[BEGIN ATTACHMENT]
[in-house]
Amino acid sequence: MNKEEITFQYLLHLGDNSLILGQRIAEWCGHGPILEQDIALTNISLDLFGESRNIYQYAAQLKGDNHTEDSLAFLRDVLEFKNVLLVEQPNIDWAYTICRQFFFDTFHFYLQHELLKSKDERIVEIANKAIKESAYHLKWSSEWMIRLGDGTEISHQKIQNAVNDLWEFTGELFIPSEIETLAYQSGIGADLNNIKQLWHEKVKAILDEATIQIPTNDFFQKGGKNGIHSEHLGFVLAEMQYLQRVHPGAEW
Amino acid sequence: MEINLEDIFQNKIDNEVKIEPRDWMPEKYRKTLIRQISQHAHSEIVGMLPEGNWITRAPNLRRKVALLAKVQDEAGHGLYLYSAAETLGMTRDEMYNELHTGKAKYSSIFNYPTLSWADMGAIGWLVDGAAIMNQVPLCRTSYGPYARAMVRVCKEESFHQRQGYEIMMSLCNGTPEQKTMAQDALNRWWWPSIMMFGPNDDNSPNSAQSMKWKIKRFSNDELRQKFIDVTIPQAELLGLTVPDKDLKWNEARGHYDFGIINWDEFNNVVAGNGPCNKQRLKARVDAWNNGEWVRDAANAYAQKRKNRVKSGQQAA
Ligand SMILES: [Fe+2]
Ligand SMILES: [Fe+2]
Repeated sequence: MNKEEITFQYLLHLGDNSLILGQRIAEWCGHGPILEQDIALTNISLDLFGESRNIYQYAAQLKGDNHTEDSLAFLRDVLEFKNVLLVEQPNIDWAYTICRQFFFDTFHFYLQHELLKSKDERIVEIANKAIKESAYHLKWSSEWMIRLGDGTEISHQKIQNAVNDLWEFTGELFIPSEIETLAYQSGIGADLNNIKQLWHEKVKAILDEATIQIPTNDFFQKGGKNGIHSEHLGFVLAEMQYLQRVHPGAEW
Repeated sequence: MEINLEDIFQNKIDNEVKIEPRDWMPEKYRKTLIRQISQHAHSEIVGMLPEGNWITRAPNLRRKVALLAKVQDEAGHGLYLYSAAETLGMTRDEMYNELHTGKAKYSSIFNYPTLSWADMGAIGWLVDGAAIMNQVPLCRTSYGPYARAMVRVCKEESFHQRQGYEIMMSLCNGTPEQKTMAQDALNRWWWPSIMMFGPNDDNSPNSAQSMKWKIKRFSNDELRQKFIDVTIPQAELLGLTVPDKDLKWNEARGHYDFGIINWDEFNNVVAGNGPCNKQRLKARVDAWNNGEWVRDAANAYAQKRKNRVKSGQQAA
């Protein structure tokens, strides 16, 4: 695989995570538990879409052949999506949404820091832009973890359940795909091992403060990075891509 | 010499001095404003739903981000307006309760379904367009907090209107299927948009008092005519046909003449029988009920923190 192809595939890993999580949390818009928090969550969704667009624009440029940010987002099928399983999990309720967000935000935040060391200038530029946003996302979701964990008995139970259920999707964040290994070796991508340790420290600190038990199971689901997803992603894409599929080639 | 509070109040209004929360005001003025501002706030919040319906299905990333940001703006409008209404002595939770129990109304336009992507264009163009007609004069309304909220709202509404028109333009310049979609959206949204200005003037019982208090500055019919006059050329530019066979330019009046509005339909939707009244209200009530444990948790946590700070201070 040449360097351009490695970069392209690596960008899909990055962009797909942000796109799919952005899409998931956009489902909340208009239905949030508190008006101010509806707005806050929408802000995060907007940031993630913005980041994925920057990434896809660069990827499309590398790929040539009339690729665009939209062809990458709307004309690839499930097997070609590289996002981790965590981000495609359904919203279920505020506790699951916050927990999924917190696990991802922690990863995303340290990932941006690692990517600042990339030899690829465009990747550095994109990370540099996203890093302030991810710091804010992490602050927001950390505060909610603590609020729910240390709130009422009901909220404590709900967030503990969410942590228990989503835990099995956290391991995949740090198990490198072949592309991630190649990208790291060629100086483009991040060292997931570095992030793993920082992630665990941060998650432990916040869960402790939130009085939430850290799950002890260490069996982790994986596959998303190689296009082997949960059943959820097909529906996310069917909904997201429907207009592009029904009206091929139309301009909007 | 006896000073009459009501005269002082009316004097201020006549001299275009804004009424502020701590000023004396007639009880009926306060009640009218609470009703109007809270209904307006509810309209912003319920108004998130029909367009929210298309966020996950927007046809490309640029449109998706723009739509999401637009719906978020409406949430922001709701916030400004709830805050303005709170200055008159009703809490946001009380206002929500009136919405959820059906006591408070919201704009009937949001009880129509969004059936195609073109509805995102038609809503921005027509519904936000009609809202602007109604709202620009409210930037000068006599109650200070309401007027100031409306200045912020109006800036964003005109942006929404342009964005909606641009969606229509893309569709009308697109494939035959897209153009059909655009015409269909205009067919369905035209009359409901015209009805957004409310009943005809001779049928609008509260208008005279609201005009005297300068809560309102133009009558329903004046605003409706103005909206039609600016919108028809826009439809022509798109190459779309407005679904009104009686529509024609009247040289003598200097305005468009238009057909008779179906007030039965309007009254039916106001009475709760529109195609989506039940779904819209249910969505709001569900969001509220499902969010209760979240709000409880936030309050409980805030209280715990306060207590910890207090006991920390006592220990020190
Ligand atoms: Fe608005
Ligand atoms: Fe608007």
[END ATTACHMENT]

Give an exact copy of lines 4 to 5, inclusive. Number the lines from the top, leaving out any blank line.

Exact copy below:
Ligand SMILES: [Fe+2]
Ligand SMILES: [Fe+2]